Therefore, hear now this, as the prophet faith, thou that dwellest carelessly, thou that art given to pleasure, that sayest in thine heart, I am, and none else besides me; I shall not fit as a quidowneither Mall I know the loss of children; bit these tre'o thing's fhall come unto thee in a nument. In one day the loss of children and widowhood, they shall come upon thee.

Are we doomed to toil through the weari. fome pilgrimage of this life, without the least remillion from our cares, or the least refreshment on our journey! without one medicine to fotten the disease, or one cordial to sweeten

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the draught? Hath the hand of nature diffused her sweets on every side, and shall not man be suffered to gather them? Hath the God of nature formed us with appetites that are never to be indulged, and passions which are never to be gratified? Is there, in short, no pleasure without vanity, no enjoyment without vexation?

This doubtless is an abstinence which the beneficent Author of our being doth not require; this is a sacrifice, which a God of mercy cannot be well pleased with: doubtless there are pleasures, even in this life, which we may enjoy without transgressing his laws, or incurring his divine wrath.

Many and delightful are those pleasures which have the fančtion of reason to authorize, and the seal of innocence to protect them; many are those which flow from the endearing ties and social connections of human life. Na. ture, ever liberal and bounteous to those who walk within her bounds, pours forth her flowers with a lavish hand; they spring up on every side of us, adorn and beautify every short season of our existence, and if properly cultivated and improved, may be gathered even in the winter of our days.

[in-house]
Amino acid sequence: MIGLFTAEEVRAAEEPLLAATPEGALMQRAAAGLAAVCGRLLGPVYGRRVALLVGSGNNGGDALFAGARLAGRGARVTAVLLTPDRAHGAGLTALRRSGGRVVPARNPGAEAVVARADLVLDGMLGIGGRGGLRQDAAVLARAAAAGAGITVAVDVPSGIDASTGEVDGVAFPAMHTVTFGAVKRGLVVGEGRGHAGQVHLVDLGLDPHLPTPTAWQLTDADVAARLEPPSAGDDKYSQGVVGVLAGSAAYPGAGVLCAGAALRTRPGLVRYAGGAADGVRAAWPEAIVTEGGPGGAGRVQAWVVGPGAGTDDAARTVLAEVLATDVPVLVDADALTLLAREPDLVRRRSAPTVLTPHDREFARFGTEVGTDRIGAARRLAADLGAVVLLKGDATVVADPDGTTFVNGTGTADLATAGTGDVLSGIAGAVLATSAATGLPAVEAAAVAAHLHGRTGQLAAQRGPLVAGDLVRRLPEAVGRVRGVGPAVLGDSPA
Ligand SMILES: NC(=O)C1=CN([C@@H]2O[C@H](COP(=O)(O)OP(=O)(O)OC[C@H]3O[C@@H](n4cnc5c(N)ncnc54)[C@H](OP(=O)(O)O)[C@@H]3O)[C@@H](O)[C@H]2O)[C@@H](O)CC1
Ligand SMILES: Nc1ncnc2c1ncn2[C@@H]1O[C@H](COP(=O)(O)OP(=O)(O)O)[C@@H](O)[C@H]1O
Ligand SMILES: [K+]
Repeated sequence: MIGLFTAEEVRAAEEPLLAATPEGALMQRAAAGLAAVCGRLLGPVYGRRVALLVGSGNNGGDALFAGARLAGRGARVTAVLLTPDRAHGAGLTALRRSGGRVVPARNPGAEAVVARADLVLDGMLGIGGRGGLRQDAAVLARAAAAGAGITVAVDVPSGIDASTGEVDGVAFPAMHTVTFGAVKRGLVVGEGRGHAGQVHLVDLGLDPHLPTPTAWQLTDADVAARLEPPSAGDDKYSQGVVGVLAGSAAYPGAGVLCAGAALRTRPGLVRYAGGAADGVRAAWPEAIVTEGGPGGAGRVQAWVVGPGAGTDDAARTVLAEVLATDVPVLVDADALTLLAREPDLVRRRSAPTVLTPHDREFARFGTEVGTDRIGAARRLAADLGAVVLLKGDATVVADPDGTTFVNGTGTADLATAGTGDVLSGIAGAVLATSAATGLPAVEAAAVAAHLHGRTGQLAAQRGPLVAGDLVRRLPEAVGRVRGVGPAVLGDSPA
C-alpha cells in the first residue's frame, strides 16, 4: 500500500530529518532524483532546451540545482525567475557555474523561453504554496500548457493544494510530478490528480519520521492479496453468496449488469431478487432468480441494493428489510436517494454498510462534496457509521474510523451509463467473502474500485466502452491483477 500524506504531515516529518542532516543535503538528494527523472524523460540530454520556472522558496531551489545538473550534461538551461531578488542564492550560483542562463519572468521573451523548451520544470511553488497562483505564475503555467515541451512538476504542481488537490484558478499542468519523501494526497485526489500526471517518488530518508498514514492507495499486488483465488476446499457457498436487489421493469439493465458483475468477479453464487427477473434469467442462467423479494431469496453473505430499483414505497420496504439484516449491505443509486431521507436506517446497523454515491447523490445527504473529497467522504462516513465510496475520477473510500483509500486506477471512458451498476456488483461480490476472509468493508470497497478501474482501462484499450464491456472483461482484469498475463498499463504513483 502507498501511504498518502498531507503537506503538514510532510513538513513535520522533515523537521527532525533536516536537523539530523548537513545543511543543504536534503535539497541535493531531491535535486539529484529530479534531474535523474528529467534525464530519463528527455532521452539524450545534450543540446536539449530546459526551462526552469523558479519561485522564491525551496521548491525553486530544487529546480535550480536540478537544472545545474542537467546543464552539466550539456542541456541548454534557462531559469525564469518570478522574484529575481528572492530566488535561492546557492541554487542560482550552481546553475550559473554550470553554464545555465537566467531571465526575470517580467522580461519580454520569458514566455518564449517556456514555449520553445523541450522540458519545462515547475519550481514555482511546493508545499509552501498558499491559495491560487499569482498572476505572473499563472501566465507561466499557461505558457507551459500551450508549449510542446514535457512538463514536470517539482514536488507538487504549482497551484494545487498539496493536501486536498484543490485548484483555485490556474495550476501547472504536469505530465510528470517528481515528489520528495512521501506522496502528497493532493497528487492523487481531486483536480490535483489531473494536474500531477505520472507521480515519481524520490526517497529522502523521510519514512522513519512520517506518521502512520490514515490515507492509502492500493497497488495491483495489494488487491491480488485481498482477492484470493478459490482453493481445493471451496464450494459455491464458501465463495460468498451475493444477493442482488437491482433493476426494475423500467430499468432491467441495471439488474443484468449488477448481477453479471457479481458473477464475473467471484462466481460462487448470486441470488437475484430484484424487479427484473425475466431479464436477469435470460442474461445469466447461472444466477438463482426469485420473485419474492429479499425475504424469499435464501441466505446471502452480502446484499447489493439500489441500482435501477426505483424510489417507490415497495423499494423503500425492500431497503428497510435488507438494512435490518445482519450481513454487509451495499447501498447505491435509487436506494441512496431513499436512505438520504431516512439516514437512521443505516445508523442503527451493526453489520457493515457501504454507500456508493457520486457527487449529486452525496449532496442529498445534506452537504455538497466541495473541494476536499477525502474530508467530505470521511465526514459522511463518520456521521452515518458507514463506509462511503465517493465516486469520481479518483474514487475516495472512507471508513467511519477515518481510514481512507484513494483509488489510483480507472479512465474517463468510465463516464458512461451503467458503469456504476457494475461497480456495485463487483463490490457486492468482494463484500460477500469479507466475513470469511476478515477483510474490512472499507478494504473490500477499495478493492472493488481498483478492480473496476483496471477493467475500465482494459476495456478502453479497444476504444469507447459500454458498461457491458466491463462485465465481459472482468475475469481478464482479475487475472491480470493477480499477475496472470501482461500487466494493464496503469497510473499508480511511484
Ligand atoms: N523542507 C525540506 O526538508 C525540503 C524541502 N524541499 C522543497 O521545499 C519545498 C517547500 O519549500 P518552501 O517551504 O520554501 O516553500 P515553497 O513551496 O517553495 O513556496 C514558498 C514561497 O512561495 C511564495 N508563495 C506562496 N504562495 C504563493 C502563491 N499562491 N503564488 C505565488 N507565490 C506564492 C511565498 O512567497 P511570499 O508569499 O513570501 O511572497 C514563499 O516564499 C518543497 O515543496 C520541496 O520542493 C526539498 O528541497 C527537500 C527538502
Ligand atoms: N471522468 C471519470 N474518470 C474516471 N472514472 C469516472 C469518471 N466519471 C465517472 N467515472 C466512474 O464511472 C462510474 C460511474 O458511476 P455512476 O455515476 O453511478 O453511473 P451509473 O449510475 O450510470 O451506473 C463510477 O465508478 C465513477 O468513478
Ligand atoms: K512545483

There is always left for us the exalted pleafure of acting up to the dignity of our nature, and the happiness which ariseth from the uniform and steady practice of religion and virtue: pleasures which can never be called vanity, and joys which are never attended by vexati, on; pleasures which are not palled by satiety, and happiness that is not subject to decay. Въ

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Mirth indeed may boast her charms, and Luxury may glory in her allurements; but there is no mirth like the cheerful serenity of innocence, no luxury equal to the luxury of the benevolent heart, which overflows with generous sympathy, and pours itself forth in acts of mercy and beneficence. Virtue has a thousand charms which the sensualift hath never experienced, and a thousand beauties which he hath never contemplated; why then will the thoughtless libertine pursue the beaten road of folly and intemperance? why will he disgust himself with the repetition of the same tasteless pleasures, whilft there are joys which he hath never felt to allure, whilst there are sensations which he has never known to in. vite him; even such as his eye hath not seen, nor his ear heard; neither hath it entered into his heart to conceive them ?

Lastly, my brethren, there is always left for us the supreme pleasure of doing good, of lessening the calamities and removing the wants of our fellow-creatures,

To conclude:-Satisfied as we must be, that all human pleasures are ever vain, fruitless, and unworthy, that they are nothing, in short, but vanity, and vexation, let us quit them for something more durable and permanent.

God, of his infinite wifdom and goodness, hath purposely made all the enjoyments of this life, insufficient, dangerous, fleeting and transitory, that man, finding by fatal experi, ence that they are all unsatisfactory, might fix his heart where only true joys are to be found,